I’m still chewing on that one.

wideman.jpgHere’s a slight update on the reading list from the previous post. I have the time to get down to reading from my own library now that summer is kicking in.

I just finished Blood Meridian by Cormac McCarthy. It’s great, but depressing as hell. I had a similar albeit compressed reaction to Apocalypse Now!. Well worth the emotional anguish.

Now I’m reading Genesis, Part I of the Memory of Fire trilogy by Eduardo Galeano, a healthy mix of history, fiction and myth spanning the entire recorded history of the Americas. I also recommend his book Upside Down.

I’m still hacking my way through Lyn Hejinian’s My Life, too. Dense, beautiful prose poems from the 1980’s. I don’t know why, but they remind me of Mindy for some reason. I would recommend it.

Upcoming: John Edgar Wideman’s (photographed above) Homewood Books [Damballah, Hiding Place, and Sent for You Yesterday]. If you haven’t read anything by him, you really should. He came to the U of I five years ago and gave a reading that I don’t believe will ever be topped for me. Amazing, spellbinding prose.

And coming up, Overlord by Jorie Graham, Spring Comes to Chicago by Campbell McGrath, and possibly Russell Banks’ Continental Drift.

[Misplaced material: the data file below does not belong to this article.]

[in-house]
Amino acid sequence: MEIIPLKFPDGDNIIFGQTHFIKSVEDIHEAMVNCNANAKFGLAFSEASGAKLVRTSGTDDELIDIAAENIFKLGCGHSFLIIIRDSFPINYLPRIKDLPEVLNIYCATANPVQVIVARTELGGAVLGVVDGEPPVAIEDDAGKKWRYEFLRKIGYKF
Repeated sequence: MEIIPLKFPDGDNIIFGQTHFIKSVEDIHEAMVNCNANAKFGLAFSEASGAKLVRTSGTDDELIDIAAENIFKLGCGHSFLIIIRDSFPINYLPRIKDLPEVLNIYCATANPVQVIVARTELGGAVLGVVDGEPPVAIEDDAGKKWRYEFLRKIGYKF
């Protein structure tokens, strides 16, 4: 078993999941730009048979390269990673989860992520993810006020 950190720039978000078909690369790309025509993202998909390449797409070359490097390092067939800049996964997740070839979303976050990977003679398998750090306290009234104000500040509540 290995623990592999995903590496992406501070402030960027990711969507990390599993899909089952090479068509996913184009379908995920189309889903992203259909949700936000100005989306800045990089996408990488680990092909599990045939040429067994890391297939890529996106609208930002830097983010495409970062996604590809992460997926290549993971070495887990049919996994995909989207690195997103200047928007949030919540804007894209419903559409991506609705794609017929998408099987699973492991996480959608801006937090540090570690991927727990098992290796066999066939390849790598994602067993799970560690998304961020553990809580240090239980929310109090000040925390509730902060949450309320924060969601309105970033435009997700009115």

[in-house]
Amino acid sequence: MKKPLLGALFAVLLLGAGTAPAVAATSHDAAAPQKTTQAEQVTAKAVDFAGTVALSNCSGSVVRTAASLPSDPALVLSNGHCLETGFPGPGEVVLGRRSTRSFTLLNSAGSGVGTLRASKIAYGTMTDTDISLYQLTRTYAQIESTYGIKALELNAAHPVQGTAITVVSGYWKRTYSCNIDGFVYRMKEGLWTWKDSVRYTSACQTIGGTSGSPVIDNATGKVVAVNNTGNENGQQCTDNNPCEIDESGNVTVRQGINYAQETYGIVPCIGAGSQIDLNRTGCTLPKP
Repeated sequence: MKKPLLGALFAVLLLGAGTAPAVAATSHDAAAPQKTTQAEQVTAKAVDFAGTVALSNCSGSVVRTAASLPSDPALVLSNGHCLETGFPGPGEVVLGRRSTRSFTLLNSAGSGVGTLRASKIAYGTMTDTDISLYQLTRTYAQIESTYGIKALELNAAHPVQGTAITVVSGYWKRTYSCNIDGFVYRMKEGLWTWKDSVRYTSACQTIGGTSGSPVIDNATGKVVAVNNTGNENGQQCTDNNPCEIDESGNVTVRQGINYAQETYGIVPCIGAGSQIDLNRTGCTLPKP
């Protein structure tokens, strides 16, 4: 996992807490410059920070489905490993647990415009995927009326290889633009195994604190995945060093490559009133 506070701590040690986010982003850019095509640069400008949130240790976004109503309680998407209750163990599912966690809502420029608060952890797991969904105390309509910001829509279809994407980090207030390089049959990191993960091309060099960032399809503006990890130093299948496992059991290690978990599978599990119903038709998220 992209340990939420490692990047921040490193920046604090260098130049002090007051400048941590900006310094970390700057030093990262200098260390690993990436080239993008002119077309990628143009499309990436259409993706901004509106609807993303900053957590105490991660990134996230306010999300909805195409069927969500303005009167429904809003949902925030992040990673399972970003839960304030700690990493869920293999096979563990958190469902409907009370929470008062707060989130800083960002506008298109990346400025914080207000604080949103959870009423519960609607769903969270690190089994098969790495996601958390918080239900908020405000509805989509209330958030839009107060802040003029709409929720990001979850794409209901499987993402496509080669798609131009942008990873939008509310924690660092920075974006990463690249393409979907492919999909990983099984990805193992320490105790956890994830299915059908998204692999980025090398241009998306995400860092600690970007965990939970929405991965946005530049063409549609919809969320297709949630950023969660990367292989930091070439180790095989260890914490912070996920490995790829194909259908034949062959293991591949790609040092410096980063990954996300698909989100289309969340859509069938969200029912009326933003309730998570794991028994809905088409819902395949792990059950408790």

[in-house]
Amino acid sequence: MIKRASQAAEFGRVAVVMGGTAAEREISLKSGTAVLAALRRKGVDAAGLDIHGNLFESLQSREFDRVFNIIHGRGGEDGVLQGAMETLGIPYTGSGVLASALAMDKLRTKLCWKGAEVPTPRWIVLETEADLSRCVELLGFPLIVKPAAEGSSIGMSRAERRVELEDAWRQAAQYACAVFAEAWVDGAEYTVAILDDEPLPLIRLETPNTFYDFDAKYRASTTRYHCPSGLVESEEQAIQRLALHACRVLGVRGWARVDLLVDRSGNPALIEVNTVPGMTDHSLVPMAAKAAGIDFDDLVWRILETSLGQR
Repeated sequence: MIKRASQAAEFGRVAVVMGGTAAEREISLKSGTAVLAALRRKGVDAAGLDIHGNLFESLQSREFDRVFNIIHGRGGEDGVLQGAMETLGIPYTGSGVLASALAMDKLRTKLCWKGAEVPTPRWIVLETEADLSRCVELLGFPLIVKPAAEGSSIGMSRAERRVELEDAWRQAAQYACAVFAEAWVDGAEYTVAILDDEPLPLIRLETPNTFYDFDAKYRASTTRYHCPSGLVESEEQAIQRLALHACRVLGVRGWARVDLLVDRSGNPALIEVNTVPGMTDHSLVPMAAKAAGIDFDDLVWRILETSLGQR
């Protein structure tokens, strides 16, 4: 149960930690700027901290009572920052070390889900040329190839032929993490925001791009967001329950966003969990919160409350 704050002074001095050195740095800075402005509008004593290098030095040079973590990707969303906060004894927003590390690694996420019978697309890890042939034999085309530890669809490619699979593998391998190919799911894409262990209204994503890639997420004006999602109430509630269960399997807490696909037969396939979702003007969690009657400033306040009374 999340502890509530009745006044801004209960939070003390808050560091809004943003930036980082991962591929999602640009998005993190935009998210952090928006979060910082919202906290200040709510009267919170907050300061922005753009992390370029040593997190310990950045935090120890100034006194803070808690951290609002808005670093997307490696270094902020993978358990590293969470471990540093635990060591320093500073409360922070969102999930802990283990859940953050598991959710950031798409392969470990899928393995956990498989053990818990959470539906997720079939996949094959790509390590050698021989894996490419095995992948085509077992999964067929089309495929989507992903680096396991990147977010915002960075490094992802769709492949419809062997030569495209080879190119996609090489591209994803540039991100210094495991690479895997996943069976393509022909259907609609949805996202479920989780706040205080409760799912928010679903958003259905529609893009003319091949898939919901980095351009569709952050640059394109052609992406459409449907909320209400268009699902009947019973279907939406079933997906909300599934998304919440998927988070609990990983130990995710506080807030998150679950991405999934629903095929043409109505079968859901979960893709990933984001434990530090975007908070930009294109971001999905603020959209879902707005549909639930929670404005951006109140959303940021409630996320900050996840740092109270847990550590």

passport.jpgMy public has responded, and they do need me! It’s good to be needed, oh yes.

Haven’t written a word down since the semester ended. No blogging. No essays. No poetry. I’m taking a break. My antibiotics have finished, and I do feel better, but I’m still not sure that whatever it is that has been causing the sinus infections is really gone yet. So I’ve started yoga again, I’ve returned to my meditation practice, and I’m exercising semi-daily. Relax! Blood pressure, you goin’ down!

K is gone to St. Lucia for the summer. I’m back in Polo. I’m in need of some cash now that I’ve paid for my passport. I’m trying to get a job, or two. If I can, I’d like to get money for rent and (listen up, Dave) a plane ticket to St. Lucia. The laptop is gonna haveta wait. If anybody has been trying to call me, by the way, I do not get any service in Polo and environs. I’ll get back in touch whenever I go somewhere that gets service, so please leave a message.

The summer reading schedule has begun. I’m reading now: Blood Meridian by Cormac McCarthy, My Life by Lyn Hejinian, and Eduardo Galeano’s Genisis (Part I of the Memory of Fire trilogy). Coming up: Neil Gaiman’s American Gods, Dimensions by Jacques Vallee, and Campbell McGrath’s Spring Comes to Chicago. We’ll see if I get around to Allen Ginsberg or George Oppen’s collections of their complete poetry at all this summer. We’ll see.

facist.jpg

Via Digg labs, this Guardian article by Naomi Wolf. Excerpt:

It is a mistake to think that early in a fascist shift you see the profile of barbed wire against the sky. In the early days, things look normal on the surface; peasants were celebrating harvest festivals in Calabria in 1922; people were shopping and going to the movies in Berlin in 1931. Early on, as WH Auden put it, the horror is always elsewhere – while someone is being tortured, children are skating, ships are sailing: “dogs go on with their doggy life … How everything turns away/ Quite leisurely from the disaster.”

Don’t look at me, I didn’t say anything. It was her.